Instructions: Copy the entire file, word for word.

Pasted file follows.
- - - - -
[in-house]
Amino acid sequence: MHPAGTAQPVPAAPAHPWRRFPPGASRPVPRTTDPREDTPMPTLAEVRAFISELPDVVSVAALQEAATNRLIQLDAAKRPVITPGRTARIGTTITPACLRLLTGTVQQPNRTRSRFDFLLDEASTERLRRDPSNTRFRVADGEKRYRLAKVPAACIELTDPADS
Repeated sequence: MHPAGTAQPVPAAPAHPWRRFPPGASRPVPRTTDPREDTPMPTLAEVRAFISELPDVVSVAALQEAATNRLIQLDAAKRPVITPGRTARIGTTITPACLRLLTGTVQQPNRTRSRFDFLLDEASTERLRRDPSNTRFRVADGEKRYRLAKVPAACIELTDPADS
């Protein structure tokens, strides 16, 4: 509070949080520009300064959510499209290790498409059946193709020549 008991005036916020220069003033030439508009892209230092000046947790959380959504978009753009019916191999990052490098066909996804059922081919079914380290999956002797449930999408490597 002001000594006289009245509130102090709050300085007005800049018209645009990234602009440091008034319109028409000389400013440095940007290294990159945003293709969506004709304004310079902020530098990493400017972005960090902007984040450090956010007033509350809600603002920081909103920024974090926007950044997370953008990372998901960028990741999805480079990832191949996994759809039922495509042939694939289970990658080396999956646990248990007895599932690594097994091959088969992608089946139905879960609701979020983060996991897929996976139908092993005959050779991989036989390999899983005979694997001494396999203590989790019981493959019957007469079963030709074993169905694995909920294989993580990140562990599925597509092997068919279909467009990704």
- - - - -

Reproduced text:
[in-house]
Amino acid sequence: MHPAGTAQPVPAAPAHPWRRFPPGASRPVPRTTDPREDTPMPTLAEVRAFISELPDVVSVAALQEAATNRLIQLDAAKRPVITPGRTARIGTTITPACLRLLTGTVQQPNRTRSRFDFLLDEASTERLRRDPSNTRFRVADGEKRYRLAKVPAACIELTDPADS
Repeated sequence: MHPAGTAQPVPAAPAHPWRRFPPGASRPVPRTTDPREDTPMPTLAEVRAFISELPDVVSVAALQEAATNRLIQLDAAKRPVITPGRTARIGTTITPACLRLLTGTVQQPNRTRSRFDFLLDEASTERLRRDPSNTRFRVADGEKRYRLAKVPAACIELTDPADS
């Protein structure tokens, strides 16, 4: 509070949080520009300064959510499209290790498409059946193709020549 008991005036916020220069003033030439508009892209230092000046947790959380959504978009753009019916191999990052490098066909996804059922081919079914380290999956002797449930999408490597 002001000594006289009245509130102090709050300085007005800049018209645009990234602009440091008034319109028409000389400013440095940007290294990159945003293709969506004709304004310079902020530098990493400017972005960090902007984040450090956010007033509350809600603002920081909103920024974090926007950044997370953008990372998901960028990741999805480079990832191949996994759809039922495509042939694939289970990658080396999956646990248990007895599932690594097994091959088969992608089946139905879960609701979020983060996991897929996976139908092993005959050779991989036989390999899983005979694997001494396999203590989790019981493959019957007469079963030709074993169905694995909920294989993580990140562990599925597509092997068919279909467009990704």